Wednesday, 23 April 2014

Driving in France

If you are heading to France in your car this year, are you sure you know all the ins and outs of driving à la française?  There is a little bit more then remembering to drive on the left and going the opposite way round roundabouts (for those of us used to driving on the left).  You also need to know exactly what you should carry with you in the car as well as some different French laws.  This way you'll not risk getting a dreaded on the spot fine.

So, first of all what must you carry in (or on) your car?  Failure to have something on this list could result in a fine so do make sure you have:

* GB or other country sticker
* Headlight adjusters if you have a right hand drive car
* Warning triangle
* Luminous vests - one for everyone in the car.  They must be in the car (NOT the boot) with the theory being you in case of an emergency you should be able to put them on before you get out of the car.
* Breathalyser kits - 2 if they are disposable.  After much moving of the goal posts it appears now that whilst it is compulsory to carry these you will not be fined for not having one ... but as they are very cheap to buy I would recommend getting them, just to keep on the right side of M. Gendarme.
* Your UK driving licence and insurance documents
* Spare glasses if you wear contact lenses
* First aid kit
* Spare bulbs - technically it is not a legal requirement to carry bulbs but you can be fined for having a broken light so it would be a bit daft not to have them.
* Fire extinguisher

OK - so that's the car and contents sorted out.  There are however a few more things that are different in France from the UK and other countries:

Devices for Detecting Speed Cameras

CAUTION!  Speed/radar trap notification MUST, by law, be disabled whilst driving in France.  Failure to do so can result in heavy fines up to €1500 and/or confiscation of equipment and vehicles.  Previously, warning signs showed where speed cameras were but the authorities are now removing these signs.  The French police also love hiding behind trees with mobile speed cameras so my advice is at all times, know the speed limit and stick to it.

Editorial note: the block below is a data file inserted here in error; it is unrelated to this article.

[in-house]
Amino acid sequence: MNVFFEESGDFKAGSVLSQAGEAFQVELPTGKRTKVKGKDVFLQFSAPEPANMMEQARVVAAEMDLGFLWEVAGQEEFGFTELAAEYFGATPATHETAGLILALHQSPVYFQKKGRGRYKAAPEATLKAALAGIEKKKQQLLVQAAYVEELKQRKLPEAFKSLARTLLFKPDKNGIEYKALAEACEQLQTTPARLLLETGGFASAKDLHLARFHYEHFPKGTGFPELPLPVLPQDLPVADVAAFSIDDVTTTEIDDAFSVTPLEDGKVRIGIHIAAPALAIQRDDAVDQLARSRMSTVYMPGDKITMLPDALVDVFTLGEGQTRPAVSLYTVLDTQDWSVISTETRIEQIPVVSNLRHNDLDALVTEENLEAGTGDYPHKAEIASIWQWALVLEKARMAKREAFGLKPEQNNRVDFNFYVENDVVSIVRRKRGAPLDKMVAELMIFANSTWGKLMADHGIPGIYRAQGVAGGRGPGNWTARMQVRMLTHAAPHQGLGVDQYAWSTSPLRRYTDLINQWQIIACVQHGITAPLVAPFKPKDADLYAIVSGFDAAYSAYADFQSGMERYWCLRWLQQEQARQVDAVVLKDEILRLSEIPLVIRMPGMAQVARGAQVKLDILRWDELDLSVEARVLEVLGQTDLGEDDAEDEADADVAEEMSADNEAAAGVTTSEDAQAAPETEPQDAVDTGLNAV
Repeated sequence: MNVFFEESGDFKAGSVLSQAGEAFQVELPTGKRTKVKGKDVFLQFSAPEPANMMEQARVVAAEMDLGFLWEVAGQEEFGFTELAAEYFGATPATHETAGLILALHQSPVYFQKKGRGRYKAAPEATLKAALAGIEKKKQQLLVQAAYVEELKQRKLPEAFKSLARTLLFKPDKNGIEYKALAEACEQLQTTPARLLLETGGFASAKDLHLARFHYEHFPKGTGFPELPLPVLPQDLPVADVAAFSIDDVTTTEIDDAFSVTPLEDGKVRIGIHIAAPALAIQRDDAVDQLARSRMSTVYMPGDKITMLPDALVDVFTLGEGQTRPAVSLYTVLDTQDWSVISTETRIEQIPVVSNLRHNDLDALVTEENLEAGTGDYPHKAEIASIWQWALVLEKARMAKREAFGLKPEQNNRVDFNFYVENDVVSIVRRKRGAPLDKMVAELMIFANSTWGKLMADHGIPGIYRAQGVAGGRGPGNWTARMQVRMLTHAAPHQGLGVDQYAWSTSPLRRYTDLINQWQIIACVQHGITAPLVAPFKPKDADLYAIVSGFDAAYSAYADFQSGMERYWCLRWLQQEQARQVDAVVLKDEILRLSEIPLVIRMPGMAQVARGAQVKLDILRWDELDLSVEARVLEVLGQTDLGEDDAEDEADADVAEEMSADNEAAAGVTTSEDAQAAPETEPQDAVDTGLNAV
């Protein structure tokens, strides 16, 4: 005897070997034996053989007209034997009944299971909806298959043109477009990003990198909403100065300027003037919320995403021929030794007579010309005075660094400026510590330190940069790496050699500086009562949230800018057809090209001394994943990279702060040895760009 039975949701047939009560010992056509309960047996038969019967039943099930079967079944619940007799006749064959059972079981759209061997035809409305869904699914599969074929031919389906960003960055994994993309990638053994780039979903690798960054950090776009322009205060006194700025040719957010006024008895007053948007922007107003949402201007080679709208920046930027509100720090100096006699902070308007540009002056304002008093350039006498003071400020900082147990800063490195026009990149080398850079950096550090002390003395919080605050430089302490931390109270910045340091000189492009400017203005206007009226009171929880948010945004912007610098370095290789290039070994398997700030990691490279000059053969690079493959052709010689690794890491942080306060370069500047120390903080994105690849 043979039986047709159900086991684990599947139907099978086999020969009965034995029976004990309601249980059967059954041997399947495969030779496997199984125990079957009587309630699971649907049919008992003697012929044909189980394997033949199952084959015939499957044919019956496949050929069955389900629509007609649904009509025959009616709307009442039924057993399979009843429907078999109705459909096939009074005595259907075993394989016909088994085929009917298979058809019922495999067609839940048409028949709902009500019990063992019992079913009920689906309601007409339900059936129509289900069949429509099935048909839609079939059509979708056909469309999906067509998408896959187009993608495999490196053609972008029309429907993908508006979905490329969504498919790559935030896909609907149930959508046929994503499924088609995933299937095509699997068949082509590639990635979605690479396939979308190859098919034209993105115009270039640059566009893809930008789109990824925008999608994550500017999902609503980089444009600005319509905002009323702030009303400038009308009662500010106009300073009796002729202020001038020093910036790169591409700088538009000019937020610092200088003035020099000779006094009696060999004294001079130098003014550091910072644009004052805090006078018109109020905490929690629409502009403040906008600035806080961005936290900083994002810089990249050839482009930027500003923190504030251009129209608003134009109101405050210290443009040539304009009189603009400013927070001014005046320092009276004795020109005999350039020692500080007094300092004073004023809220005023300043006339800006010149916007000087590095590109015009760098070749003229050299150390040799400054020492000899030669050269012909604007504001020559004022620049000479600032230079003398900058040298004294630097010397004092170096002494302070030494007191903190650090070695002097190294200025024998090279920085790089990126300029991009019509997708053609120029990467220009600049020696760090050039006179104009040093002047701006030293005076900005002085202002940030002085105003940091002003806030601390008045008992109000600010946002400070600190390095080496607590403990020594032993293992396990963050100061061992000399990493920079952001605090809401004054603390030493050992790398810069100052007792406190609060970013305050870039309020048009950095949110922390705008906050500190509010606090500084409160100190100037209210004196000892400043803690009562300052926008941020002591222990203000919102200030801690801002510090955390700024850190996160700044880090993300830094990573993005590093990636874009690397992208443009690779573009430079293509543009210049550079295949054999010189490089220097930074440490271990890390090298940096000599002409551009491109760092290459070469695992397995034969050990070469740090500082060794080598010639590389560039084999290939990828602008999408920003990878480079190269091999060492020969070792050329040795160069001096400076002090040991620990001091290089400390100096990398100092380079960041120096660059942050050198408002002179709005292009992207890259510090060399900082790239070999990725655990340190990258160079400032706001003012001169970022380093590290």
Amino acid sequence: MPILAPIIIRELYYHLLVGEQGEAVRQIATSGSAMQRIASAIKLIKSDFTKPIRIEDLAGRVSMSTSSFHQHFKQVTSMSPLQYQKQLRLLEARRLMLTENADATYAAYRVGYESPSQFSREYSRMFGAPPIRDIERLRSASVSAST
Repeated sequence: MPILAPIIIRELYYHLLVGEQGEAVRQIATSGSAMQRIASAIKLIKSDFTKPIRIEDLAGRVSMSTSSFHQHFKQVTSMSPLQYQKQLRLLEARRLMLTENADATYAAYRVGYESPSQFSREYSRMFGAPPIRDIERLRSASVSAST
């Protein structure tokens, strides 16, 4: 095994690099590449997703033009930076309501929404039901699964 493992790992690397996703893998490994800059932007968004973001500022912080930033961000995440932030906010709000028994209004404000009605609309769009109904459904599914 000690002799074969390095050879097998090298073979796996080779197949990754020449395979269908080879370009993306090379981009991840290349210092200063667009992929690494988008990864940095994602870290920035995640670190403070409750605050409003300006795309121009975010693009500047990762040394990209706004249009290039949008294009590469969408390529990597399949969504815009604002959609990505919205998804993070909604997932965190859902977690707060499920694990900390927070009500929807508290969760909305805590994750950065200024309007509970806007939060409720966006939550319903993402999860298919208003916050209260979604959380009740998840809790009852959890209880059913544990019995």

Speed Limits

Variable speed limits exist in France depending on the weather conditions, your age and if you are towing a trailer.  This page from Driving in France clearly explains all the differences and how to recognise what speed limit applies where.

  Children and Car Seats

There is considerable confusion about what the exact law is around children and car seats.  This is what I understand from the "clear as mud" French websites:  No child under 11 is allowed in the front of a car that has back seats.  All children under 11 must be in or on a car or booster seat.  However the law seems to rather unhelpfully state that if the child is under 11 is - "big enough" - then no booster seat is needed.  Quite what big enough means is not clarified but I would hazard a guess that when the seat belt sits comfortably on their shoulder, as with as adult, and not across their neck then they are big enough.

Driving and Earphones

From July 1st 2015 it will be illegal for drivers (and cyclists) to use earphones when driving/cycling including bluetooth earphones.  If caught you could get 3 points and a €135 fine.

Drinking and Driving

The legal alcohol limit in France is 50 mg of alcohol per 100ml of blood as opposed to 80mg in the UK and for new drivers this has now been reduced to 20 mg.  50 mg equated to about one small 125cl glass of wine.  It isn't much but at least you'll have your breathalyser to check if you are over the limit or not!